When looking for a job online, you can’t always tell the difference between a truthful posting and a deceitful one.
Job scammers have become more skilled in their approach, and job seekers – especially those experiencing unemployment – are vulnerable to their tactics.
A Fargo woman is warning others about job scams after falling victim to one.
In a recent VKX4 News Live article and video by Ashley Bishop, Cynthia Bord thought she landed a great, flexible job working from home. She applied and interviewed online for the position – and received a job offer.
“Oh, you’re hired and this is what you will be doing and at that point he hadn’t asked for any money and I was very excited.” – Cynthia Bord, Valley News Live
She was relieved as she thought her job search was over. But after receiving a red flag – in the form of a software payment request – the day after being hired and inquiring about it, she found out:
“The emails and interview were fake.”
From there, she realized she’d fallen prey to a job scam.
The results of a FlexJobs survey show:
- “17 percent of job seekers have reported being a victim of job scam at least once.”
- “33 percent of respondents stated that they were “very concerned” about job scams during their search.”
- “48 percent of respondents stated that they were “on guard” during their job search.”
Tips for Avoiding Online Job Scams
For those “on guard” and concerned, you have every right to be.
In the Valley Live News article, the Better Business Bureau suggests several tips for protecting yourself. A few suggestions are:
- “Research the company offering the job. Go to bbb.org to obtain a report, call the company, or Google it. Many times, if the offer is a scam, you will be able to figure it out through one of these three steps. If you are seeing the offer on Facebook or Craigslist, also go to the company’s website to see if the company exists and what they do.”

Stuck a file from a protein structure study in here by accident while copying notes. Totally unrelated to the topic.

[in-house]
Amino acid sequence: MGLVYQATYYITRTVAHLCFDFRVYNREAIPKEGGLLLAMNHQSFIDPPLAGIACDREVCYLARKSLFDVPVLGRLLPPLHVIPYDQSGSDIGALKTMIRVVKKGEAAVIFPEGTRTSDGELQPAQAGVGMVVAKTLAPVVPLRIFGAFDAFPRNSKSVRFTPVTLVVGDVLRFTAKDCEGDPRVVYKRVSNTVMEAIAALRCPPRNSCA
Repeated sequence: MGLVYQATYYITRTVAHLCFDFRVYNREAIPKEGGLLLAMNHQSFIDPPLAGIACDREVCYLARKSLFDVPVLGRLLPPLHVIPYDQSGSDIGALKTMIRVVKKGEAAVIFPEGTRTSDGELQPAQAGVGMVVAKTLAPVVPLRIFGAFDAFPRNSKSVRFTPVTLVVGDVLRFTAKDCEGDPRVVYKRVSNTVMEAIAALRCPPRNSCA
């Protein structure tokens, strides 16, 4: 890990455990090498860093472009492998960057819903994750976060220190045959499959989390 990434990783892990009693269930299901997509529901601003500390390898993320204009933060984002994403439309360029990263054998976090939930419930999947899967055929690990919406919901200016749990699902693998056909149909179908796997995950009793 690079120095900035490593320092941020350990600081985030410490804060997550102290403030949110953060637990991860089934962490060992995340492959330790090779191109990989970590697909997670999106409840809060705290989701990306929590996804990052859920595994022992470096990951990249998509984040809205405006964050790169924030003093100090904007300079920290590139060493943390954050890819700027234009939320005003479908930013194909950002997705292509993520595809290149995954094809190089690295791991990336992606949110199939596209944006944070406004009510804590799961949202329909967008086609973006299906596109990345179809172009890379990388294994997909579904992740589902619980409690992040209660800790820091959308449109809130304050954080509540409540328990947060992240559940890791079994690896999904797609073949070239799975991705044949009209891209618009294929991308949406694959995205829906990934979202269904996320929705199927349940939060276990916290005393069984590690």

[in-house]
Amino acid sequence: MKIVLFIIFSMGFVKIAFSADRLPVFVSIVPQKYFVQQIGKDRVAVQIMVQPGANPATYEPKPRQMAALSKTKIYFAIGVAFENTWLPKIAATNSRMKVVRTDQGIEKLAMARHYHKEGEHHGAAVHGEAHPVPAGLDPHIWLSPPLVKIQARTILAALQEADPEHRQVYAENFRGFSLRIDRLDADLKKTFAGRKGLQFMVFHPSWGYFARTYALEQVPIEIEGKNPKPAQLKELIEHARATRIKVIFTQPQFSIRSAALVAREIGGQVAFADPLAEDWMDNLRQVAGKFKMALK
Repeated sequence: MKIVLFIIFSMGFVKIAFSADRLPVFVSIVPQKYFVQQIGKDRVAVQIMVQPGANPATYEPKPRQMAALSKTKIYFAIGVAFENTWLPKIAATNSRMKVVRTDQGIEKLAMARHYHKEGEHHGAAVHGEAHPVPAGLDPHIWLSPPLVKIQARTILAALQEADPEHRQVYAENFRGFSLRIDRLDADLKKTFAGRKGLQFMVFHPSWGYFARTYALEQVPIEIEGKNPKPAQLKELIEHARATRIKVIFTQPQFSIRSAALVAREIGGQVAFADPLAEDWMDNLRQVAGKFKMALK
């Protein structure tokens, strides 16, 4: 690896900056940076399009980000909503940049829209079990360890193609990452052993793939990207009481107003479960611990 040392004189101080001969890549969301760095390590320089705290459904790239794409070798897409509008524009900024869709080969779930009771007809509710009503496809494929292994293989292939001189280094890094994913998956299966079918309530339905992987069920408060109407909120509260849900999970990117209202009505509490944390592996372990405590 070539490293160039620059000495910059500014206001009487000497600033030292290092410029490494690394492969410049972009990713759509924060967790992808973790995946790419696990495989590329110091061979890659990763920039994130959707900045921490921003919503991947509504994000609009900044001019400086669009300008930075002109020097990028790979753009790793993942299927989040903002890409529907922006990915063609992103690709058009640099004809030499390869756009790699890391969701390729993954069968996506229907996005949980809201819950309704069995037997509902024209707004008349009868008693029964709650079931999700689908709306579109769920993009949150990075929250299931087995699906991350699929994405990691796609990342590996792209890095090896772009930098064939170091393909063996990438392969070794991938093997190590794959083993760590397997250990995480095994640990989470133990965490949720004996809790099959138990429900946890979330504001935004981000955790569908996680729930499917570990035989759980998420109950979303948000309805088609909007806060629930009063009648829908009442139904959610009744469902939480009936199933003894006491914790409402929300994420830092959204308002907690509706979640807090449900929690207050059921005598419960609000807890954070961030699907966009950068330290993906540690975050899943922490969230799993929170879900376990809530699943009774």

- “Remember, you should never, ever, have to pay someone for employment. That’s how the scammers make their money.”
- “Never give your Social Security number to someone you don’t know or have not researched. Guard your resume! Resumes often contain personal information, ripe for identity thieves.”
So, I’d say: When applying for jobs online, use caution because many scammers disguise well. Evaluate all postings thoroughly before submitting your information. And remember the old adage when evaluating them: “if it sounds too good to be true, it probably is.”
If you’ve fallen victim (or think you’ve fallen victim) to one of these scams, then please report it immediately to the Better Business Bureau and the Federal Trade Commission’s Complaint Division.
For more, you can check out the video below or by clicking the article link above.
Additional Resources on Online Job Scams
To learn more about online scams in the job search process, you can read the following resources:
Fact Sheet 25a: Avoiding Online Job Scams by Privacy Rights Clearinghouse on PrivacyRights.org
Job Scams by the Federal Trade Commission on Consumer.FTC.Gov
Disclaimer: This post contains outgoing links to the work of others on the following websites: Valley News Live, Privacy Rights Clearinghouse, and the Federal Trade Commission.
P. S. What steps have you taken to avoid online job scams? Please share with others by leaving a comment!